The Church of England has tried to stop this important move for equality right from the off, even opposing equal civil marriage for same-sex couples let alone religious marriage. Through its representative in the House of Commons it also strongly opposed popular moves to legalise humanist marriage. Although it gained some wins – no same-sex Anglican couples will ever be allowed to marry in their own Church – ultimately it will lose. The Church should never have been in the position to wield so much influence in the first place. Disestablishment of the Church of England and abolishing the reserved seats for Bishops of the Church of England is long overdue.

Naomi Phillips

Chair, Labour Humanists

Follow us on Twitter @LabourHumanists

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Why Labour should support truly equal marriage

Chair of Labour Humanists Naomi Phillips writes for  LabourList, an independent progressive blog providing a platform for open debate about centre-left issues and the future of the Labour movement, on why Labour should support equal marriage for humanists in England and Wales.

Follow us on Twitter @LabourHumanists.

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Discriminatory faith schools – update

Selective faith schools and One Nation Labour

A big concern for Labour Humanists is the near-silence from the Labour Party on the issue of permitting state-funded faith schools to discriminate in their admissions policies. Labour Humanists’ chair Naomi Phillips blogged about this on, and argued that support for selective religious schools went against One Nation Labour principles.

It is incoherent that on the one hand a Party which has equality at its heart, which has openly fought against academic and class selection by schools can on the other support, endorse, and enshrine in law the ‘right’ for faith schools to discriminate in their admissions.

We want the issue of discriminatory faith schools to be properly considered by Labour right across the board. If those who support inclusive education in all state-funded schools want to see change and Labour taking the lead against selective school admissions, then we need to get our voices heard in the Party now.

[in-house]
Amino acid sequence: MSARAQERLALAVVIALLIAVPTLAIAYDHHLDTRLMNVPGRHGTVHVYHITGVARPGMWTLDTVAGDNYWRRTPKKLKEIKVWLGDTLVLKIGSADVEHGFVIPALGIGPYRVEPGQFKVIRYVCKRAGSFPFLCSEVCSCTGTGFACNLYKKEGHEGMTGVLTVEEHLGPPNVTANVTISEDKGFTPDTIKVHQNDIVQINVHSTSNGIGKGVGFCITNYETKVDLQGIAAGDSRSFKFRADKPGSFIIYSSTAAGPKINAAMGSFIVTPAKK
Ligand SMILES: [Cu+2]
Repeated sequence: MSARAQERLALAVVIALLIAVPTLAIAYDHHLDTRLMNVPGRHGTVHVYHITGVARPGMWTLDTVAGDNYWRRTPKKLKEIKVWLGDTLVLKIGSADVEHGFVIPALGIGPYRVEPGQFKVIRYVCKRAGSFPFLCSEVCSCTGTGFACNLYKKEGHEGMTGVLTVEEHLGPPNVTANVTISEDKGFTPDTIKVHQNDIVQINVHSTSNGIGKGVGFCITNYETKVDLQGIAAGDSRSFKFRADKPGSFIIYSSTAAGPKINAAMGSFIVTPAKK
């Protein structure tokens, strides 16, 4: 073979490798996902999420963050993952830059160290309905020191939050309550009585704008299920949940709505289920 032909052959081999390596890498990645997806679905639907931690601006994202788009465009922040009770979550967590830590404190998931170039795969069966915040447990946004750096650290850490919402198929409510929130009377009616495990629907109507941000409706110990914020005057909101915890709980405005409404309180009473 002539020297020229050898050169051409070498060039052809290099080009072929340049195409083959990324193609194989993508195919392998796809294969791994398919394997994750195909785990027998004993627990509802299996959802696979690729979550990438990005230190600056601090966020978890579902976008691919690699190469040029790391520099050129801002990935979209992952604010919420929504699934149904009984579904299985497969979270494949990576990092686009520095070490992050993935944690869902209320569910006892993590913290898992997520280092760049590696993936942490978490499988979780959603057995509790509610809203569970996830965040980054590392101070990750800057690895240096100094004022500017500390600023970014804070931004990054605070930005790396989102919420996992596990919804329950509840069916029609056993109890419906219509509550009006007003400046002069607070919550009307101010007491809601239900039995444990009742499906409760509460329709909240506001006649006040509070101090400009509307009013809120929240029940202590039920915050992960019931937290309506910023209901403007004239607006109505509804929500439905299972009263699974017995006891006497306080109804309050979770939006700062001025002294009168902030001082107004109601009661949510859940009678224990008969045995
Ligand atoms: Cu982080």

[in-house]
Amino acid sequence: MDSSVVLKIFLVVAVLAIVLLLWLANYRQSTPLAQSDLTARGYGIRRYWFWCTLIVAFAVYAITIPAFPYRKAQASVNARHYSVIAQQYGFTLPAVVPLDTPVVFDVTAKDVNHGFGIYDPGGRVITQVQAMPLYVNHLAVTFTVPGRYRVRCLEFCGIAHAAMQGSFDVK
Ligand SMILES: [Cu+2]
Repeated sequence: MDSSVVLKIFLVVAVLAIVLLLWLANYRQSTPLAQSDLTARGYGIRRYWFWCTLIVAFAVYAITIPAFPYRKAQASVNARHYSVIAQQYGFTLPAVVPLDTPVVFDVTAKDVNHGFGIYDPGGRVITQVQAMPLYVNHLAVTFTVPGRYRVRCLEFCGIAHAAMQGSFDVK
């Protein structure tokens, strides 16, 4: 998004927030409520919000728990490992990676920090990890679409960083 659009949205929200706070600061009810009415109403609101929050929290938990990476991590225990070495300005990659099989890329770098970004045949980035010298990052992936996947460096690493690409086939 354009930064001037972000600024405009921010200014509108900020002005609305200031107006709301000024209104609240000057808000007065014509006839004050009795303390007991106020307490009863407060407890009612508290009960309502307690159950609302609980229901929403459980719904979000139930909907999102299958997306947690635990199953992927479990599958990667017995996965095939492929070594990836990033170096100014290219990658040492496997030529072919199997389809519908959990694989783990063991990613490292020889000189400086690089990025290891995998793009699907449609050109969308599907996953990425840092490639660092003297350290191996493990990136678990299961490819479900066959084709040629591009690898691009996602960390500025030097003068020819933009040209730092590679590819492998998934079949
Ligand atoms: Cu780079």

Judicial review of discriminatory faith schools

A legal challenge against approval of new schools because of religious discrimination, heard in the High Court last week, highlighted the growing problem of the proliferation of discriminatory faith schools. Regrettably, that judicial review taken by the British Humanist Association (BHA) and the Richmond Inclusive Schools Campaign (RISC) which challenged the decision by the Tory-run Richmond-upon-Thames Council to open two state-funded Catholic schools with highly discriminatory admissions policies was lost. More details about the case and the judgement.

Many oppose selection by state-funded faith schools

The negative impact on social cohesion, caused by dividing up more and more children along religious, class, and often ethnic lines through many faith schools operating highly selective admissions criteria, is far from being solely a humanist concern. A new survey last week had a clear majority of respondents agreeing that ‘state funded schools should not be allowed to select or discriminate against prospective pupils on religious grounds in their admissions policy’. The survey was commissioned by the Accord Coalition, which itself brings together religious groups, humanists, teachers, trade unionists, educationalists and civil rights activists, to campaign for truly inclusive education in the state school sector.